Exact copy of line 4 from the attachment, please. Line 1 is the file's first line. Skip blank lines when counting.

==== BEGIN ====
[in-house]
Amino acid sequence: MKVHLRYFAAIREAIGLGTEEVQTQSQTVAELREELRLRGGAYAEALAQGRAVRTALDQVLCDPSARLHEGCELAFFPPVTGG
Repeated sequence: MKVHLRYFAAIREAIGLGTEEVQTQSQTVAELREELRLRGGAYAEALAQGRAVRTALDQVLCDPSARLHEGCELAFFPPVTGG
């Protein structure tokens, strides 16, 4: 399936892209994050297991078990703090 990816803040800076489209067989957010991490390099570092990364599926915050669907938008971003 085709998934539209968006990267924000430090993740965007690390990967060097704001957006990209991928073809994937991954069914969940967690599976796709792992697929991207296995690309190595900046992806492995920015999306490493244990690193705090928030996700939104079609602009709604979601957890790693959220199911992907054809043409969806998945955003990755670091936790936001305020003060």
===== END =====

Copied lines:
């Protein structure tokens, strides 16, 4: 399936892209994050297991078990703090 990816803040800076489209067989957010991490390099570092990364599926915050669907938008971003 085709998934539209968006990267924000430090993740965007690390990967060097704001957006990209991928073809994937991954069914969940967690599976796709792992697929991207296995690309190595900046992806492995920015999306490493244990690193705090928030996700939104079609602009709604979601957890790693959220199911992907054809043409969806998945955003990755670091936790936001305020003060």